Thursday, January 27, 2011

The quiet clarity of aiming high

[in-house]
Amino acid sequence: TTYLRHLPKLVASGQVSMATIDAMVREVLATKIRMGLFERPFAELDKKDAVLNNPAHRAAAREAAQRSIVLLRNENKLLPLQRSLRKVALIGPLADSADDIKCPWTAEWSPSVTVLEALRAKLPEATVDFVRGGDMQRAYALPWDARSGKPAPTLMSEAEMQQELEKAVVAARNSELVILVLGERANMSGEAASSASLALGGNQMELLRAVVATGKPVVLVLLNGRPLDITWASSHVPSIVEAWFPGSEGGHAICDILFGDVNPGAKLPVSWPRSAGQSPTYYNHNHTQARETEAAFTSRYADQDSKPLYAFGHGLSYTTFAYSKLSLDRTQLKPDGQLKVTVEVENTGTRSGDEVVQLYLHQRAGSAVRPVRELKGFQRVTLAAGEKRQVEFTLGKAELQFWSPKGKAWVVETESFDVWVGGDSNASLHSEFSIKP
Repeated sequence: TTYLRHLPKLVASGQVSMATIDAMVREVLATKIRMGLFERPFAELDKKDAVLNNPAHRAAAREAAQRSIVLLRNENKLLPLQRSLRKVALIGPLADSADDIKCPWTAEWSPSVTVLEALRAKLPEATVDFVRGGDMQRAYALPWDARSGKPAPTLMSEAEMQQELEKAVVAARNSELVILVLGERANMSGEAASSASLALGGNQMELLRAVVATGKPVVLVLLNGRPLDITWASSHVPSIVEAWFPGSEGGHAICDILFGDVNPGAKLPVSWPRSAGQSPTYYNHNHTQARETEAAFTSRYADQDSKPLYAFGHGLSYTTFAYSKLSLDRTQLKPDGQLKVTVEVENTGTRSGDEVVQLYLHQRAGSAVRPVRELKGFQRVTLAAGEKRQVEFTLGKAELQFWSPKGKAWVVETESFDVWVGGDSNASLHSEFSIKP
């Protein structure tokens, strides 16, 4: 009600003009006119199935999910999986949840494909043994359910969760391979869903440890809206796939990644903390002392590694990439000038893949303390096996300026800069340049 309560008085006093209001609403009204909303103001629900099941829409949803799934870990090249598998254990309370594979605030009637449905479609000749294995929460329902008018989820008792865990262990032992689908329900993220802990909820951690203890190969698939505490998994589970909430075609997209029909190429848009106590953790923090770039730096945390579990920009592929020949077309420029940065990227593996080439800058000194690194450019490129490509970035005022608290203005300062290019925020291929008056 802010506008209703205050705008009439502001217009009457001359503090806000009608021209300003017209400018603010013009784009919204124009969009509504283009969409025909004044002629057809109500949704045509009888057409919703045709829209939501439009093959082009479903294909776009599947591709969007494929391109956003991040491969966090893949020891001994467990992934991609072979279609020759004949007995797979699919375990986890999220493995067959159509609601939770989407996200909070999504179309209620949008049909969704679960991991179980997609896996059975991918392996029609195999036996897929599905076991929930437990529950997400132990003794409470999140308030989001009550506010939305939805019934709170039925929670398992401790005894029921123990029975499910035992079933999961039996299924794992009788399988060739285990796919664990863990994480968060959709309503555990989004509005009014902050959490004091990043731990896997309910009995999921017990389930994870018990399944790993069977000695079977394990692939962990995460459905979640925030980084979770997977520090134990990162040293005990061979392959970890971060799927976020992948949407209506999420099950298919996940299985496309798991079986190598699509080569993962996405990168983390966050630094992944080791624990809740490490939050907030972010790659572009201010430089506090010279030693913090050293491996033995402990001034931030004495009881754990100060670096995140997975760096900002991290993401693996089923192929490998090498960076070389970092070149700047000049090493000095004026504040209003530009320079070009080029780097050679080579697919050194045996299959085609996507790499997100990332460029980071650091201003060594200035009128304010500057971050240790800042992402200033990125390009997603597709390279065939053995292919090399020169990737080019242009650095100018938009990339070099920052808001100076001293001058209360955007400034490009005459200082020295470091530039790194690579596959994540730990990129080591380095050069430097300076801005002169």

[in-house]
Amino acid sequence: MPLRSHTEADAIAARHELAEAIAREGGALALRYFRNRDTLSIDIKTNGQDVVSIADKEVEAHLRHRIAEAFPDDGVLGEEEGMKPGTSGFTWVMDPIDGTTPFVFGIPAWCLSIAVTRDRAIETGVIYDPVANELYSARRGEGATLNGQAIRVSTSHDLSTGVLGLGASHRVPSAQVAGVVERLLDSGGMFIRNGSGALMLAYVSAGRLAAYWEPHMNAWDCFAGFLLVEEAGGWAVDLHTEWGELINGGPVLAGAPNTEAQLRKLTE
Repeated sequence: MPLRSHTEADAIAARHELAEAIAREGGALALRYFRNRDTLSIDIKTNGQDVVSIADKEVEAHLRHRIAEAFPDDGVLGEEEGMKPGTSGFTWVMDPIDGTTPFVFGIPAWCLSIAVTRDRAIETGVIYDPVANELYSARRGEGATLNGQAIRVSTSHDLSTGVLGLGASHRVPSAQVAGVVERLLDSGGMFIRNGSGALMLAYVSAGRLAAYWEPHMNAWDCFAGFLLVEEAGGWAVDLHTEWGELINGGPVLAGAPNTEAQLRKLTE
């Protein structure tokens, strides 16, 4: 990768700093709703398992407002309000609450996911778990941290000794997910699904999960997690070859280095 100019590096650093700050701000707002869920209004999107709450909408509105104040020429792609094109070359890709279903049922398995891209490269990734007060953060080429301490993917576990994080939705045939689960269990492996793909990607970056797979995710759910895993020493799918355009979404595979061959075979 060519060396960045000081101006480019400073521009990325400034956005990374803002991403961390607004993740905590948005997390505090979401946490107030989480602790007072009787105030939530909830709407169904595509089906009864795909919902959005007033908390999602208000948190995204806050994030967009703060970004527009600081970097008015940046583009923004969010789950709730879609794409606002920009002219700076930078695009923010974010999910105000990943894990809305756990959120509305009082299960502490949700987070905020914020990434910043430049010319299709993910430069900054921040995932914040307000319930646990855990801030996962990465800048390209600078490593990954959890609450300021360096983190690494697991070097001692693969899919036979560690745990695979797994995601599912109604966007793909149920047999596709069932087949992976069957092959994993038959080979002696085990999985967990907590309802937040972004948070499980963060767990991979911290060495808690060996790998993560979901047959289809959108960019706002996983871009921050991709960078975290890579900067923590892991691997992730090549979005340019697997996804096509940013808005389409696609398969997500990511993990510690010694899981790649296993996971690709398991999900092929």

“The question of whether excellent old art is preferable to inferior contemporary art or the latter to the first is pretty complicated and painful. I am sure, at least, that excellent old art is not enough.” Donald Judd wrote those words in 1964, and I read them a few weeks ago in Marfa. I have never been to a place that more completely vindicated the sense of possibility about the present—for this reason, a more American place—than Judd’s town in an austere corner of West Texas. His industrial cubes had never spoken to me before; they seemed cold and hard and obvious, and too pared down. In his great renunciation, I thought, he renounced too much. But when I walked into the artillery sheds at the Chinati Foundation, with their long rows of glistening boxes in mill aluminum, I melted. The serenity was startling. In size each box was the same, but each was internally different, and the sensation of unity in diversity was overwhelming. The light cascading through the wall of windows upon the silver containers seemed almost to liquefy them, as their surfaces became mottled with the reflected color of the golden winter grasses whipped by the high winds outside. The high concrete pillars formed the vast interior into naves, and along with the barrel vaults that Judd appended to the roof they intensified the impression that one was standing in a new kind of cathedral. It occurred to me that Judd had come out the other end. He had made geometry rapturous, or rapture geometrical. This was not “minimalism,” it was classicism—the transformation of matter, space, and environment according to rules of proportion and variation that are not subjective but are nonetheless deeply expressive. Like all of Judd’s works, which do nothing to promote themselves, this one had no name, and offered no external assistance or distraction. The reference game was impossible—but not because Judd was uninfluenced. The day before, touring his extraordinary working spaces, I visited his huge library, and was struck by all the art history on his shelves that was missing from his works. That was my mistake. Only a man who had traversed “excellent old art” could have distilled it into excellent new art. In Marfa I saw the now and the always, the concrete and the ideal, the overcoming of urbanity, the quiet clarity of aiming high. - Leon Wieseltier

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